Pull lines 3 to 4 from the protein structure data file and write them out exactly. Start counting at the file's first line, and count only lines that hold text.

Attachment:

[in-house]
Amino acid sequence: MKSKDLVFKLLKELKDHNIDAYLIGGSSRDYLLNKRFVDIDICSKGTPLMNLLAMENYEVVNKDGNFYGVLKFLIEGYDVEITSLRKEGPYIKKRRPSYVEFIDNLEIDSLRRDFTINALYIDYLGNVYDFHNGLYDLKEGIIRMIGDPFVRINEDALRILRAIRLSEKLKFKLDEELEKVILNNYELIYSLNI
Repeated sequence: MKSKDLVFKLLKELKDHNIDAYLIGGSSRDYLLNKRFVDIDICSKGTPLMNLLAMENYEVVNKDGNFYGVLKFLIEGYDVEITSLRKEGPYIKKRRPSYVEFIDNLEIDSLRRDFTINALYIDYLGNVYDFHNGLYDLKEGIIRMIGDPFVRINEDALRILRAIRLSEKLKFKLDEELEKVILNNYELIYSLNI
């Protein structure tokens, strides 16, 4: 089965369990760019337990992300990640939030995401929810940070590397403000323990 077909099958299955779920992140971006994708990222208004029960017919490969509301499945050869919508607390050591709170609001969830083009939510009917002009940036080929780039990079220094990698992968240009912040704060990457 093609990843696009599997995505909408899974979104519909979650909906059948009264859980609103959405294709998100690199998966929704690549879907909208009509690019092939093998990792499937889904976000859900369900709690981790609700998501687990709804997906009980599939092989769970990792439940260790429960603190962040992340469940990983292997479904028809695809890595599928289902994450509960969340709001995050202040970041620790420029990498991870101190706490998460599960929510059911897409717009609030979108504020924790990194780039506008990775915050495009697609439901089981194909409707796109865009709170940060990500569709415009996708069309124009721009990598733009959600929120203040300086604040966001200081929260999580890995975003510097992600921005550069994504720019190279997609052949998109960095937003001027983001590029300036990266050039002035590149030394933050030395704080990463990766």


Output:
Repeated sequence: MKSKDLVFKLLKELKDHNIDAYLIGGSSRDYLLNKRFVDIDICSKGTPLMNLLAMENYEVVNKDGNFYGVLKFLIEGYDVEITSLRKEGPYIKKRRPSYVEFIDNLEIDSLRRDFTINALYIDYLGNVYDFHNGLYDLKEGIIRMIGDPFVRINEDALRILRAIRLSEKLKFKLDEELEKVILNNYELIYSLNI
């Protein structure tokens, strides 16, 4: 089965369990760019337990992300990640939030995401929810940070590397403000323990 077909099958299955779920992140971006994708990222208004029960017919490969509301499945050869919508607390050591709170609001969830083009939510009917002009940036080929780039990079220094990698992968240009912040704060990457 093609990843696009599997995505909408899974979104519909979650909906059948009264859980609103959405294709998100690199998966929704690549879907909208009509690019092939093998990792499937889904976000859900369900709690981790609700998501687990709804997906009980599939092989769970990792439940260790429960603190962040992340469940990983292997479904028809695809890595599928289902994450509960969340709001995050202040970041620790420029990498991870101190706490998460599960929510059911897409717009609030979108504020924790990194780039506008990775915050495009697609439901089981194909409707796109865009709170940060990500569709415009996708069309124009721009990598733009959600929120203040300086604040966001200081929260999580890995975003510097992600921005550069994504720019190279997609052949998109960095937003001027983001590029300036990266050039002035590149030394933050030395704080990463990766």